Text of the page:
The beauty of stability: Malawi kwacha


The fact that the Malawi kwacha exchange rate to the United Stated dollar has remained relatively stronger has created some controversy in Malawi. There are those who do not think it is possible and, therefore, argue that the exchange rate is being manipulated for political expediency. Then there are others who believe that this is a result of some economic fundamentals holding firm. It is my belief that the kwacha’s ability to maintain its value has been a good thing for the country.

Remember that every time the kwacha loses its value against the dollar, prices of goods go up across the board. This is because the country does not produce enough. For example, if an item costs $1r when the kwacha is at K700 to the dollar, this product will sell in Malawi for K700. Immediately the kwacha loses its value, say to K750 to the dollar, the price of such an item in Malawi kwacha increases to K750 even though its dollar price has not changed.

In addition, the exchange rate has an impact on the critical indices such as inflation, interest rate, fuel prices and national debt and job creation. Therefore, stability of the kwacha against the dollar has been one of the reasons why fuel prices have not gone up for over a year now. The other important thing to note is that the country has been borrowing from abroad for various reasons. These external loans, as well as their servicing, are normally in foreign currency. So, if the government owes some foreign entity $1 million, it will pay an equivalent of K730 million if the exchange rate is at MK730 to the dollar. Since the government’s budget is in dollars and the servicing of such loans comes from domestic resources, which are collected in Malawi kwacha, the national account will record K730 million. Suppose the kwacha then devalues to K800 per dollar, Malawi’s national accounts will record the same loan as K800 million. In the national accounts in Malawi kwacha, this will mean an increase in the loan amount recorded despite the fact that the nation has not borrowed any additional funds.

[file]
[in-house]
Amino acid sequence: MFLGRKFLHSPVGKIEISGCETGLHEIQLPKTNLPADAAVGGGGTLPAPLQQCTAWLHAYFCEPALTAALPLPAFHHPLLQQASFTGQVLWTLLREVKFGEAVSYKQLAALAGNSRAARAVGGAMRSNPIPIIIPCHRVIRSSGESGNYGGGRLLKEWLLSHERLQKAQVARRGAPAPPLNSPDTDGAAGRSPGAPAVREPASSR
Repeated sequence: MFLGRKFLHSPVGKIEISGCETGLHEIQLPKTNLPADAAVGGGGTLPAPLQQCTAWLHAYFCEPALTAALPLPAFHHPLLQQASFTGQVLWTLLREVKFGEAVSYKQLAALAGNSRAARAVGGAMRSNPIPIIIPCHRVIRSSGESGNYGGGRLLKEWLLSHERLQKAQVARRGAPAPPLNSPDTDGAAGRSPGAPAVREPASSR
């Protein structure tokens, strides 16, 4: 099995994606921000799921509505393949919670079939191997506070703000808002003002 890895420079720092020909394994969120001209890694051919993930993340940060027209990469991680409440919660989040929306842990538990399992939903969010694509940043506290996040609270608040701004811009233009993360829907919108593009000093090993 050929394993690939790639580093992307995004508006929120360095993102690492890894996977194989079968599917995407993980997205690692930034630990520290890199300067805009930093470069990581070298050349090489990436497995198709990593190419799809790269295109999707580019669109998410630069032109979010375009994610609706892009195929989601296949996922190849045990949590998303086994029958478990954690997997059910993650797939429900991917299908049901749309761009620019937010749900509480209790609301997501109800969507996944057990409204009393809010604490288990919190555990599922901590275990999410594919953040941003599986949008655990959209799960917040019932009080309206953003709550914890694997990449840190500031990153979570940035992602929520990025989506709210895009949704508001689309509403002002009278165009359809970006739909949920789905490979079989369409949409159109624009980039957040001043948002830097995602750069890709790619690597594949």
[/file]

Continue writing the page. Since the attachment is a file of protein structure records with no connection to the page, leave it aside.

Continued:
Furthermore, since external loans are denominated in foreign currency, the repayments of such loans are determined in foreign currency as well. Take the case where the county is repaying an amount of $100 per month in principal repayments and interest, this would equate to K73,000 at the exchange rate stated above. A loss of value to the Malawi kwacha to K800 to the dollar immediately increases the value of the repayments to K80,000 per month. The net effect of this on the budget is that, suddenly, the Malawi government would have to find additional resources to allocate to the repayments and interest. Where does this money come from? The taxes that you and I pay. It is not inconceivable that a weak kwacha can, therefore, lead to increased tax rates if the government would require additional resources to offset the additional domestic currency due to the exchange rate changes.

This could also be the explanations for the historical evidence that clearly confirms that the trajectory of deepening poverty in Malawi correlates loyally with Malawi kwacha depreciation from stronger than 1:1 in the 70s and early 80s to current rate of about K730:$1. In practice, a much stronger kwacha should yield more benefits to Malawi’s economy, and halt deepening poverty. Conversely, any kwacha depreciation will further fuel inflation, deepen poverty and widen the already huge gap between the rich few and poor masses.

A stable Malawi kwacha has a positive impact on inflation and interest rates. Thus, with a stronger kwacha, the Reserve Bank of Malawi (RBM) will never be forced, by the fear of inflation, to knowingly sustain disruptively high Monetary Policy Rates (MPR) that will, in turn, trigger over 30 percent cost of borrowing to real sector investors. This is one of the reasons for the lowering on the MPR by RBM which makes the cost of borrowing cheaper. Cheaper interest rates can lead to a more sustainable Buy Malawian since Made-in- Malawi goods will become more competitive against imports. Thus, a stronger kwacha will stimulate productivity, with cheaper Made-in-Malawi goods.

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